The security threat posed by Islamist group Boko Haram in the north-east of Nigeria has attracted international attention – and been cited as the reason for the postponement of the country’s elections until March 28. Less, however, is heard of the Niger Delta militants, who have said they will respond violently should incumbent president Goodluck Jonathan lose his re-election bid.
The militants, who made headlines by blowing up pipelines and kidnapping foreign workers in a bid to control oil revenue, reached a negotiated settlement with the Nigerian state in 2009 – reportedly at a cost of US$500m a year. But some former militants have called for action should Jonathan’s main challenger, Muhammadu Buhari win the election. Other former militants have said they would not react. But drawing on Nigeria’s history of violence around elections, it would be foolish to ignore the warning signs.
The main candidates in the election hail from two of Nigeria’s major volatile areas. Buhari is of Fulani origin and is popular in the north, including his home state of Katsina – one of the northern states ravaged by Boko Haram – and around the capital Lagos. Jonathan, however, is an Ijaw from Bayelsa State in the south-east, where he has a stronghold and where the Delta militants are based.
As is characteristic of Nigeria’s elections, Jonathan and Buhari’s political campaigns have been acrimonious and violent. This kind of violence has historically gone hand-in-hand with questions over the quality of freeness and fairness of elections, with frequent accusations of fraudulent activity. The 2003 and 2007 elections were marked by dissatisfaction of election observers, candidates, supporters of candidates and parties, voters, and in some cases the country’s election authority itself, the Independent National Electoral Commission (INEC).
The 2011 elections were generally claimed to be the most credible to be organised since 1999 (they were judged free and fair by observer groups such as Amnesty International, ECOWAS Observation Mission, and the European Union Election Observation Mission to Nigeria), but even then violence was high, claiming around 800 lives in the northern states of Bauchi, Adamawa, Kano and Kaduna (all strongholds of Buhari, who also ran in 2011). It was described in many quarters as the bloodiest election recorded in Nigeria.
If Buhari loses this may happen again. But the potential removal of Jonathan, a key ally in office, will make the Niger Delta unhappy. The rejection of the son of their soil (he is commonly referred to as “The One” in the region) could stir violence – even if Buhari wins the elections in a free, fair and transparent manner.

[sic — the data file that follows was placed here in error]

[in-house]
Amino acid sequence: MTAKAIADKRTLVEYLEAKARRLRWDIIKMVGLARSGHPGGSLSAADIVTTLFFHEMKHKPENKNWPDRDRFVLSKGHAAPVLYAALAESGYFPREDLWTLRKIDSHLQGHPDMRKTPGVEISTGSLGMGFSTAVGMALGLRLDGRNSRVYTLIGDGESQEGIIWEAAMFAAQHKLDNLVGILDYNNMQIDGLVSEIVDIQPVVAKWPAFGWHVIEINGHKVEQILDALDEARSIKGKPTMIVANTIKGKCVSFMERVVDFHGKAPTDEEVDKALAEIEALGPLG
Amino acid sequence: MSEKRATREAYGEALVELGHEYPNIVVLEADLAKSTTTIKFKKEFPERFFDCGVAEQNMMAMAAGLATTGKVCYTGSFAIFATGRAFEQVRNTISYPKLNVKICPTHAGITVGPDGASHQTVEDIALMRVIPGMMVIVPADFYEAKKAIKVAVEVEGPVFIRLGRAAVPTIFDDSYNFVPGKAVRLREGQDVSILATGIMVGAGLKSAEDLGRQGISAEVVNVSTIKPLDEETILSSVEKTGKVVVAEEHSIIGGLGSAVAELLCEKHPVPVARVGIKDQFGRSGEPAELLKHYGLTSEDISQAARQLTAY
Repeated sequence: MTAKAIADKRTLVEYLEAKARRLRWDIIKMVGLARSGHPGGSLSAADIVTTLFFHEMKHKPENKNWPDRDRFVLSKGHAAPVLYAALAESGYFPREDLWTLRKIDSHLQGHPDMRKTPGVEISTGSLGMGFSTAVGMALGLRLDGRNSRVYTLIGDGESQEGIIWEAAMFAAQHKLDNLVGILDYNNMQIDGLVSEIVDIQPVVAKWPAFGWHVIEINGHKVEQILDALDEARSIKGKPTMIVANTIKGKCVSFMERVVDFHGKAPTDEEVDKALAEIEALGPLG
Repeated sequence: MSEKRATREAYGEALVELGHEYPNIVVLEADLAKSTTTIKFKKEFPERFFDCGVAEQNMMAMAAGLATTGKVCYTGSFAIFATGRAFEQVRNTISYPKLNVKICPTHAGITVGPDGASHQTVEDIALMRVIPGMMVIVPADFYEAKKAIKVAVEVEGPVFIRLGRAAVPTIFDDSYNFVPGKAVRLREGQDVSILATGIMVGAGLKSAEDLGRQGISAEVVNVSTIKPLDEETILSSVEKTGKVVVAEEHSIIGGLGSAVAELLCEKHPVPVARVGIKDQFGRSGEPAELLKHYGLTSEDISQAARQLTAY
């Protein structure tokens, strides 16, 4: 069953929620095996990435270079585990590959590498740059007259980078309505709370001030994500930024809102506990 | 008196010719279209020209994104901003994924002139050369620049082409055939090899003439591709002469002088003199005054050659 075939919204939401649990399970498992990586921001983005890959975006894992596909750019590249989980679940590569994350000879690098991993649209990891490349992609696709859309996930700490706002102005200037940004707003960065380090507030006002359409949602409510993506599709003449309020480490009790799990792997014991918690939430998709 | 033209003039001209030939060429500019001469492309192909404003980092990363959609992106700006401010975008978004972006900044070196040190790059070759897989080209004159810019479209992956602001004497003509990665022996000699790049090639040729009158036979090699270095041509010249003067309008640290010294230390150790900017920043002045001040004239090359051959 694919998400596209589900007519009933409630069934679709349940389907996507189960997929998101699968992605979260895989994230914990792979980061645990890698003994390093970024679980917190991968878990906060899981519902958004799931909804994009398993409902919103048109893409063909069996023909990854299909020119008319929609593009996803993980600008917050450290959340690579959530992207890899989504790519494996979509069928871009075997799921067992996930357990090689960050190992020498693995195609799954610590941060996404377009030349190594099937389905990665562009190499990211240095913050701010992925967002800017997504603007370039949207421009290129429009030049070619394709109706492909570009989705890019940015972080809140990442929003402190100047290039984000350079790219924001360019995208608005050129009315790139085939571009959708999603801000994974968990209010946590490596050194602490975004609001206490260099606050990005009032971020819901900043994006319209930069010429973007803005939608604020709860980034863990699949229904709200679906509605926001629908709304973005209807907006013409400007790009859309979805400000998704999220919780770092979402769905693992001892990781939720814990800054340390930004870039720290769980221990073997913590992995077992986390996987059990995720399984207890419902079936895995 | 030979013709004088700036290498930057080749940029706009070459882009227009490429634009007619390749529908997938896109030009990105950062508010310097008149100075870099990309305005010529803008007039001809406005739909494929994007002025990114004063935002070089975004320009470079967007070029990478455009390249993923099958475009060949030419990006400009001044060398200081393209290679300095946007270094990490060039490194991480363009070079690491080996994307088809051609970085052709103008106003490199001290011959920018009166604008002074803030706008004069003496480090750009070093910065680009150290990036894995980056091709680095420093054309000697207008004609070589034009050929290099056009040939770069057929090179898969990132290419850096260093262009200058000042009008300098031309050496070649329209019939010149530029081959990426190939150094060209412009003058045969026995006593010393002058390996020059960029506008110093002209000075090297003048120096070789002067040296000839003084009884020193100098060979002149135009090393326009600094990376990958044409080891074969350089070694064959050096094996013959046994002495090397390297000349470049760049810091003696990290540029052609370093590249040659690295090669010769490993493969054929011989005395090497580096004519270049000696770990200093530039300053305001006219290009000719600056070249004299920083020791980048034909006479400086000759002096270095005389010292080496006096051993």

But it may be more than this. As vice-president, Jonathan was also instrumental in the negotiated settlement of the militants and their whopping US$500m-a-year package. His removal may have dire implications, and one way militants can demonstrate they still have power should Jonathan lose the election is through violence.
In the event of violence
Before the 2011 elections, Buhari reportedly urged supporters to remain in polling stations after casting their votes, and lynch those who attempted any electoral fraud on behalf of opponents. He subsequently lost the election and inevitably claimed it was rigged. Prior to Jonathan leading the PDP in the 2011 elections, a leading member of his own party, Lawal Kaita, said the north was determined to make the country “ungovernable” in the event that Jonathan or any southerner came to power.
Jonathan, of course, did become president and the security situation since then has deteriorated. Any election-security analyses of the 2011 election and beyond must consider a symbiotic relationship between the threats of violence, the subsequent killing of 800 in 2011 and the deterioration of security in Nigeria.
Maturity and leadership: a tough ask
The state has never adequately punished criminality – either the threat of violence and instability before and on polling day or the violence perpetrated afterwards. If Delta violence did break out, would either Jonathan, on his way out, punish wrongdoers, or would Buhari, as a new president, be able to ensure peace? The inability of the state to punish impunity in the past means it is unlikely to lead happen.
What Nigeria needs as a solution in the short term is a show of utmost maturity and leadership by the main contestants and an acceptance of the election verdict. Any complaint must go through official procedures to resolve election disputes rather than inciting supporters to engage in violence. While the Niger Delta militants may not accept a verdict that removes Jonathan from office, the latter could still reach out to his kinsmen to respect the verdict of the people. If Buhari loses, one hopes he would do the same.
But in the long term, the solution that Nigeria needs is national healing through dialogue that addresses ethno-religious differences. The state has yet to take responsibility to heal the great wounds caused by the Biafran War, which ran for over two years from 1967 and claimed thousands of lives, let alone uniting all citizens. It now also has Boko Haram to deal with. We can only hope that the Delta militants who claim they will not react in the event of a Buhari win have the upper hand.